Tuesday, May 14, 2013

Creating Twitter Bootstrap Widgets - Part II - Let's Assemble


Creating Twitter Bootstrap Widgets - Part I - Anatomy of a Widget
Creating Twitter Bootstrap Widgets - Part II - Let's Assemble
Creating Twitter Bootstrap Widgets - Part IIIA - Using Dojo To Bring It Together

This is two part of my five part series "Creating Twitter Bootstrap Widgets".   As I mentioned in part one of this series, Twitter Bootstrap widgets are built from a collection standard HTML elements, styled, and programmed to function as a single unit. The goal of this series is to teach you how to create a Bootstrap widget that utilizes the Bootstrap CSS and Dojo. The use of Dojo with Bootstrap is very limited with the exception of Kevin Armstrong who did an incredible job with his Dojo Bootstrap, http://dojobootstrap.com.

Our example is a combo box that we are building to replace the standard Bootstrap combo box. In part one, we built a widget that looks like a combo box but did not have a drop down menu associated with it to allow the user to make a selection.





In part two, we will create the drop down list associated with the combo box using the Bootstrap list component which is actually a collection of many standard HTML elements. However, before you create the drop down for our combo box, let's take a look at Bootstrap list component.  Show below are five Bootstrap widgets that you as a developer should be familiar with: listbox, navigator, menu, tab, and pagination.


What does these five widgets have in common? They all are made of the same collection of HTML components. They are A tag wrapped within a LI tag inside a DIV UL tag combination.













Without the Bootstrap CSS, this HTML element collection will get you this:











Not very appealing.  And this is the power of Bootstrap.  By using a combination of standard Bootstrap CSS classes, you can make a HTML element combination to represent a tab, navigator, or menu.

For our dropdown list all we have to do is add the class "dropdown" to the DIV wrapper tag and "dropdown-menu" to the UL wrapper and you will get a drop down menu which we will use in our combo box.













One important thing is the class "active". The way that Bootstrap CSS is structured, this class can be used to define the selected tab, menu item or in the case of a navigator, a selected panel. You can continuously use the same structure to build widgets.  Later I will show you that this will greatly benefit us when we connect the widget together using Dojo.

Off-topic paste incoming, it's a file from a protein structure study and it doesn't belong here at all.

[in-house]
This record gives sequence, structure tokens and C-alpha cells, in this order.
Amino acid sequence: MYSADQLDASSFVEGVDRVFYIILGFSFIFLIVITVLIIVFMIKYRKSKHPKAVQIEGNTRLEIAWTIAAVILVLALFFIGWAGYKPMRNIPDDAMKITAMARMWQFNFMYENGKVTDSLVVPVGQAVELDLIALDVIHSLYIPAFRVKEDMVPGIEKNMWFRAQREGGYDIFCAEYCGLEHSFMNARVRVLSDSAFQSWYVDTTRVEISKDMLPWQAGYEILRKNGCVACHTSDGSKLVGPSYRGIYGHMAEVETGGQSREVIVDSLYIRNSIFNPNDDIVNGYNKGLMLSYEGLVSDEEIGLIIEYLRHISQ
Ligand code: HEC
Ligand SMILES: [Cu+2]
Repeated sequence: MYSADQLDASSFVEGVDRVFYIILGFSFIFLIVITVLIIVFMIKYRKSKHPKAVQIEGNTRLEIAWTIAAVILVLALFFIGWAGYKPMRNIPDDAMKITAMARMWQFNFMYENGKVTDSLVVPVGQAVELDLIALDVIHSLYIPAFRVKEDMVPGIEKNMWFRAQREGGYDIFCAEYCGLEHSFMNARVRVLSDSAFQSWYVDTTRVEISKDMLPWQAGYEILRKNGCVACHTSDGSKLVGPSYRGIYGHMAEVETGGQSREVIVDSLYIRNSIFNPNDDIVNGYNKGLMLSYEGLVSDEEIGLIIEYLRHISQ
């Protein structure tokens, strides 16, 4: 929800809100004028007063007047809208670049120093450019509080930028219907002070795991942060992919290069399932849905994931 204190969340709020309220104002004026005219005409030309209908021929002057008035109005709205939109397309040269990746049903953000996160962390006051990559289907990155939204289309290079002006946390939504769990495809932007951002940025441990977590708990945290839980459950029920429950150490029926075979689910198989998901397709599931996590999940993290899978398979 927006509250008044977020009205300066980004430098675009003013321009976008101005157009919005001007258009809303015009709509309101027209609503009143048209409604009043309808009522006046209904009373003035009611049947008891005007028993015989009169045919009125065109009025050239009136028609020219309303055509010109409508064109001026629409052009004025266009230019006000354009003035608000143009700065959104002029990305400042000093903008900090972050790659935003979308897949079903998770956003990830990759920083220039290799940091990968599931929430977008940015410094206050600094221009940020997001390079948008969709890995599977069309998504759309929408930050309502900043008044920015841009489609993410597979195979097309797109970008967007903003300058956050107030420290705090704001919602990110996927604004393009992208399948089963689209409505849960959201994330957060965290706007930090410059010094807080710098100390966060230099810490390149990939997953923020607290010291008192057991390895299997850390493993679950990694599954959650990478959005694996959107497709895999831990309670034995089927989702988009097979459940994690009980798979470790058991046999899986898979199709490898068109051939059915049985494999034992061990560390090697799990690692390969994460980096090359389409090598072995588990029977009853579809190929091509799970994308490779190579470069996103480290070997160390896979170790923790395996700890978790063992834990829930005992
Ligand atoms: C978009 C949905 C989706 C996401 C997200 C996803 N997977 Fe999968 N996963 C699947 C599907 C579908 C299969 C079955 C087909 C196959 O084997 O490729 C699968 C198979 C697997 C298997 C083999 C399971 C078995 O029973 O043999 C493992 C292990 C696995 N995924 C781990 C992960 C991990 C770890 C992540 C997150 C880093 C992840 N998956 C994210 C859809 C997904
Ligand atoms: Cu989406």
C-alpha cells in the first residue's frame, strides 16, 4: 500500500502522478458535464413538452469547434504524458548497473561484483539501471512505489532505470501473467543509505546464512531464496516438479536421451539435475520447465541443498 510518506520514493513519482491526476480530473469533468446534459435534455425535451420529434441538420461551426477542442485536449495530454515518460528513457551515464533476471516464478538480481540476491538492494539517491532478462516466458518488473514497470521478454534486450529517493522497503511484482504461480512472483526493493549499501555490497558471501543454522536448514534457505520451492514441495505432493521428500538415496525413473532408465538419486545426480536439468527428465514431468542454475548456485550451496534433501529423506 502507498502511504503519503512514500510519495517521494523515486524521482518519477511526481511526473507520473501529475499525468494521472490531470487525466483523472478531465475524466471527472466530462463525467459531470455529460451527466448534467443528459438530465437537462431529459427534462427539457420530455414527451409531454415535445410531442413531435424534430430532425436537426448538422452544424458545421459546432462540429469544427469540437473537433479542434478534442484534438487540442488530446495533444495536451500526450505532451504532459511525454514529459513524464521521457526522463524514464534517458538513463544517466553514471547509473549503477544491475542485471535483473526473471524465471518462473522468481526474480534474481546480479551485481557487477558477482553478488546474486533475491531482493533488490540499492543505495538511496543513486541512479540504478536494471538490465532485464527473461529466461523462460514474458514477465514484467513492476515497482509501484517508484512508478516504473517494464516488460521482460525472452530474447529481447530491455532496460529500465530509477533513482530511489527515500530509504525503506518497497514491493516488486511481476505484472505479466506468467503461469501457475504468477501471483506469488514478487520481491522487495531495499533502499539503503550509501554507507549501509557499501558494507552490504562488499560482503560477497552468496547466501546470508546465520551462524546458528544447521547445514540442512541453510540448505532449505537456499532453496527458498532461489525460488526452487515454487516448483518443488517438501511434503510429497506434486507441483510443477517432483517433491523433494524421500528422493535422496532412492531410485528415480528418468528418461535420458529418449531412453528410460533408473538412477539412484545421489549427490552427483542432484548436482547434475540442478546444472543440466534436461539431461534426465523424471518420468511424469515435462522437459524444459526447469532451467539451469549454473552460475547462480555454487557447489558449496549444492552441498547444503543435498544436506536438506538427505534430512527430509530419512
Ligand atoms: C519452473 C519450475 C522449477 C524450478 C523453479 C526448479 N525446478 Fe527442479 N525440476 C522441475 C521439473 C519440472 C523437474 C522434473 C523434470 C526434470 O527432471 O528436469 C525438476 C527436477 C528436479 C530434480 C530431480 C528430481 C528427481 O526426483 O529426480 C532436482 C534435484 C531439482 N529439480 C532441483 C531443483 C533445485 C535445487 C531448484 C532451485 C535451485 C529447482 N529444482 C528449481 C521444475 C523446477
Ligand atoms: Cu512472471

As with the input field that we discussed previously, we can append icons before or after the text. For example, to add an icon to a menu item all you have to do place an I tag with an icon class before the text in the menu.  Here we have added the icon-wrench icon before the text "Settings".










Tip: To create a blank icon to align the text in the menu use the class "icon-".

Bootstrap CSS also automatically handles the reversal of the icon when your mouse highlights over the menu item.  No programming at all.


We now can add the our dropdown menu to our combo box shell and get the structure of our combo box.



















Couple of comments here. By having the "dropdown" class in the primary div wrapper, the dropdown menu will automatically align below the input field.  The "span3" class is applied to both the input and ul tag so that they will be the same width.  In addition, the "span3" class normally applies a margin-left of 30px so we need to add the margin-left:0px style inline to remove that for the ul element. To expand the dropdown list to also beneath the button we will need to use a bit of JavaScript or define another class of span3_30 that is 30 pixels longer than span3.  If this is a responsive fluid layout, you will need to resize it using JavaScript and in general that is what I do. Or you can leave it as is.

So far we have not done anything with JavaScript at all and only relied on the Bootstrap CSS to assemble our widget. Bootstrap is just so amazing. Next time in Part III, we will use Dojo and dojo.declare to program our widget and make it functional.  We will also discuss how the structure of Bootstrap components lends itself well to Dojo and object oriented classes.

Note: If you want to try this, make sure you add a .dropdown-menu { display:block;} into head/style tag to override the Bootstrap CSS so that you can see the dropdown menu. If not, it is always hidden.

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